the Captain's threats, would not dare to pursue the matter, and that no pilot
would appear. This suggestion, however, was speedily negatived by the hail of
" Boat alloy L"
And the next moment the dug-out
once more ranged alongside the Dragon-Fly, and a tall young fellow leaped nimbly
to the deck, with the brief announcement,
" He' I is."
" Oh, you're Nep, are you?"
inquired Lieutenant Benton, who had been anxiously waiting for his appearance.
"Own brother to the fellow who
was here last night?"
Dunno, mas r; 'spec' so, dough."
i The question was pardonable ;
for this second envoy from the Devil's Frying Par, presented as great a contrast
to the first as call well be conceived in members of the same family. Tall,
straight, and finely proportioned in figure, his feat. tires were regular and
lofty, his eyes large and clear, and his expression bold and intelligent. In
fact, could his bright brown skin have been changed for Saxon red and white, Nep
would have ranked indisputably as an uncommonly fine-looking fellow. In age be
appeared to be about eighteen years old, but like Ban he had no ideas of his own
upon the subject.
Ordered to the cabin for
examination, Nep ac-quitted himself very satisfactorily, and after a brief
interview the Captain dismissed him, and proceeded to give his formal orders, as
he had not yet clone, for the expedition.
It was not considered expedient
to sot out until about ten o'clock, the boat from the Sword-Fish having been
ordered to return for its passengers at twelve, and the schooner expecting to
sail at two, or such after. Nep brought the additional information that the
passengers mentioned by Ban as forming part of the proposed fish party were the
officers of a brig just purchased by the rebels from the English Government, and
now awaiting its armament and crew at Nassau, N. P.
The schooner was expecting to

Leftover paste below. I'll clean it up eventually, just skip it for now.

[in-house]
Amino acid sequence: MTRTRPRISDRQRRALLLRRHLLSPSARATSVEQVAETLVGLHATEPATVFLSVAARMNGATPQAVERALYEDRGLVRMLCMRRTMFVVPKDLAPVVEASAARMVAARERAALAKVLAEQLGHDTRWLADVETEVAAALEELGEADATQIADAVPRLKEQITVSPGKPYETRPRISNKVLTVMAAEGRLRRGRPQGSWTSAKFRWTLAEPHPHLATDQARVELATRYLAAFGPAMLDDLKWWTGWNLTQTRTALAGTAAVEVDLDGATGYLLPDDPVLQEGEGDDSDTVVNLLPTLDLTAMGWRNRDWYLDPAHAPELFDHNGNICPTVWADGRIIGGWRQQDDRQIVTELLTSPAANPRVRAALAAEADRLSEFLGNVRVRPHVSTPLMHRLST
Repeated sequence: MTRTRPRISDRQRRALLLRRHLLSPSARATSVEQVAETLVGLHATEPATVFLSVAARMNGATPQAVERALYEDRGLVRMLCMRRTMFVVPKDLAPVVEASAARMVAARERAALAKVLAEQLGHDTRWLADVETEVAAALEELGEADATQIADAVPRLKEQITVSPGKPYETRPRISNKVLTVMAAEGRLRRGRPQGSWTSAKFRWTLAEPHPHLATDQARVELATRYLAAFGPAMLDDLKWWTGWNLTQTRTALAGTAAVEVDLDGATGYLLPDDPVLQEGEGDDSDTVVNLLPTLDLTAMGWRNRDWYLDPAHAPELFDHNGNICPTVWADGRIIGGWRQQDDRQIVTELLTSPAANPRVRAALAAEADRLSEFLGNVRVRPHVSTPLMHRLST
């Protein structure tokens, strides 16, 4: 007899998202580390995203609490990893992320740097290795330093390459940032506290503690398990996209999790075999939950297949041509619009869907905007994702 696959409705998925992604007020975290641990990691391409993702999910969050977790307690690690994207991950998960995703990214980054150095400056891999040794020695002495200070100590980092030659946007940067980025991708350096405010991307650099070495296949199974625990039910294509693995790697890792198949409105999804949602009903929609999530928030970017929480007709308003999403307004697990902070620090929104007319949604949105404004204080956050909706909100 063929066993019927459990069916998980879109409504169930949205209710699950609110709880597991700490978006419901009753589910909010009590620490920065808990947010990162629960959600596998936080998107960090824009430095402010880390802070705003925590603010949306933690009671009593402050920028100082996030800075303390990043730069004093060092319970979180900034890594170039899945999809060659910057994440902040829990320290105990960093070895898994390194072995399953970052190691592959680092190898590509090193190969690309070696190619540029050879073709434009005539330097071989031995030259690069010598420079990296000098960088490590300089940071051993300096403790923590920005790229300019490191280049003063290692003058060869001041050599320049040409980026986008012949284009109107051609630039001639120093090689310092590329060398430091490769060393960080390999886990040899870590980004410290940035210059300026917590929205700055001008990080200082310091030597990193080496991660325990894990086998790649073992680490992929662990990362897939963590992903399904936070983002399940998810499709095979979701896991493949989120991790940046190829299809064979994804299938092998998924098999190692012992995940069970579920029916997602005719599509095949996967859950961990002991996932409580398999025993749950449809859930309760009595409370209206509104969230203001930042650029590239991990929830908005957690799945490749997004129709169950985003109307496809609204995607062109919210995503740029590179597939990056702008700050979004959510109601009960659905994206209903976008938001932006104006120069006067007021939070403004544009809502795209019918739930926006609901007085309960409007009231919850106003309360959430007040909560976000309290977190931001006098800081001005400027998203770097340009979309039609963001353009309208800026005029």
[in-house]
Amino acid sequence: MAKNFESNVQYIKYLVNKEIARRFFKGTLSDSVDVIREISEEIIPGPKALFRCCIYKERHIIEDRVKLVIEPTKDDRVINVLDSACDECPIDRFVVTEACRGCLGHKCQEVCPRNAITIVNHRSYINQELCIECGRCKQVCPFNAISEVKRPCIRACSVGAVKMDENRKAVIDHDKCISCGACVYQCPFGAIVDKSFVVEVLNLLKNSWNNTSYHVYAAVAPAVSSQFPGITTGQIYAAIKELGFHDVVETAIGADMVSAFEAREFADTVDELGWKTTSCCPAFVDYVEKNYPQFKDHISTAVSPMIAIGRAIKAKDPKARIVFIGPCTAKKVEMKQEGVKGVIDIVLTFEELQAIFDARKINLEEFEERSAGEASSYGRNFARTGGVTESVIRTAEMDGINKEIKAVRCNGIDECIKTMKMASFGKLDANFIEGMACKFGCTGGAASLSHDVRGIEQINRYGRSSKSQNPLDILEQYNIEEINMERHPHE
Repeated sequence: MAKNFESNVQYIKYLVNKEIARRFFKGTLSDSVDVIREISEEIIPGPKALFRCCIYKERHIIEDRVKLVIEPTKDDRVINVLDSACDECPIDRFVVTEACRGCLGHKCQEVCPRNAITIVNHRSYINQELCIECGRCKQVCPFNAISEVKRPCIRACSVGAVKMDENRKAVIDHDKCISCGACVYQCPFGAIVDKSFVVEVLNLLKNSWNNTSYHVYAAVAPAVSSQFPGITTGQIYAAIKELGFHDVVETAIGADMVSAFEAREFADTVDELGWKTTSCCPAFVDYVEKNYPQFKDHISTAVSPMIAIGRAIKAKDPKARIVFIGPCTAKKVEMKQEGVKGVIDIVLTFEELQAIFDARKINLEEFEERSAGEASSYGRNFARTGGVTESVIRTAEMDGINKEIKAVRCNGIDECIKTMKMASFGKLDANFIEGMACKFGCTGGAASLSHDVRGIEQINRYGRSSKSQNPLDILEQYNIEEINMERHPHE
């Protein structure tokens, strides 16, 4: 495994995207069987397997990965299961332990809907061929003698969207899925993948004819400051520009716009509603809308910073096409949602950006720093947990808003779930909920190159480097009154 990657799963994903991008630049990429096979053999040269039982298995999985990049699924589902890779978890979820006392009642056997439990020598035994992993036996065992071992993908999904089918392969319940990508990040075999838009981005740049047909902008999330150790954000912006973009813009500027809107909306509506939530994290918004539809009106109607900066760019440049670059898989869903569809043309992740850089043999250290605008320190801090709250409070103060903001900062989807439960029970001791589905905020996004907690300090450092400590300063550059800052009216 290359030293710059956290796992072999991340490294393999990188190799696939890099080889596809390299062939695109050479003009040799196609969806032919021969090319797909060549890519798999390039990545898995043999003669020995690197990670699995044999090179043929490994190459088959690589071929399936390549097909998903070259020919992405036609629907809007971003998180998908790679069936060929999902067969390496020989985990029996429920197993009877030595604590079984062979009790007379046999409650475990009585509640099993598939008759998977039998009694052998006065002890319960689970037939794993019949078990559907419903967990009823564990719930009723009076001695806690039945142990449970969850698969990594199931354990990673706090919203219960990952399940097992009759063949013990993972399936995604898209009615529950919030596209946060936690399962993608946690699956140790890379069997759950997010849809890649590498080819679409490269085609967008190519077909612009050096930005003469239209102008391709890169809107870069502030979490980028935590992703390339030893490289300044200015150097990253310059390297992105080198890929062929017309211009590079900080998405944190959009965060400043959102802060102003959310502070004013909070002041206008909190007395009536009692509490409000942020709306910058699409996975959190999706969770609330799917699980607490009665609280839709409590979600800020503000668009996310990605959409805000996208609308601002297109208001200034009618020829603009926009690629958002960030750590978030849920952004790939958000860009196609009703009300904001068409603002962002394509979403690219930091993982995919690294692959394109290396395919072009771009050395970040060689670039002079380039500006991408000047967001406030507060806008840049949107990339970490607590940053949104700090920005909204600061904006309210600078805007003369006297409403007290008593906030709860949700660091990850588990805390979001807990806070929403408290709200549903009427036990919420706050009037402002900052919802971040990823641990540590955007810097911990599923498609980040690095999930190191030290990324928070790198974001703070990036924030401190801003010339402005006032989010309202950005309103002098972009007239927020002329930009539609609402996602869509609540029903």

escape the blockade by running. some distance South among the numerous islands
and intricate channels of that part of the coast, and finally making out to sea
through some one of the innumerable inlets and sounds, offering a ready egress
whenever the blockading squadron should be momentarily absent.
Punctual to the appointed hour
the two boats silently parted from the side of the Dragon—Fly, and guided by Nep,
who crouched iii the stern of' the fore-most one, steered by the first
lieutenant, they struck out into the broad waters of the Sound.
The moon, slightly obscured by
vapory clouds, gave just sufficient light to allow Nep to distinguish, the
various islands and other landmarks by which he directed his course, but not
sufficient to reveal distant objects with any degree of certainty. This point it
will readily be seen was much in favor of our adventurers,' should they come
within eye-range of the Sword-Fish—a danger little to be feared, how-ever, as
Nep, pursuing a devious and intricate course, kept his charge concealed behind
the islands and high rocks whenever practicable.
"Now, mas'r, here we is,"
announced he, suddenly, in a whisper, pointing ahead to a small round island,
around whose entire circumference rose a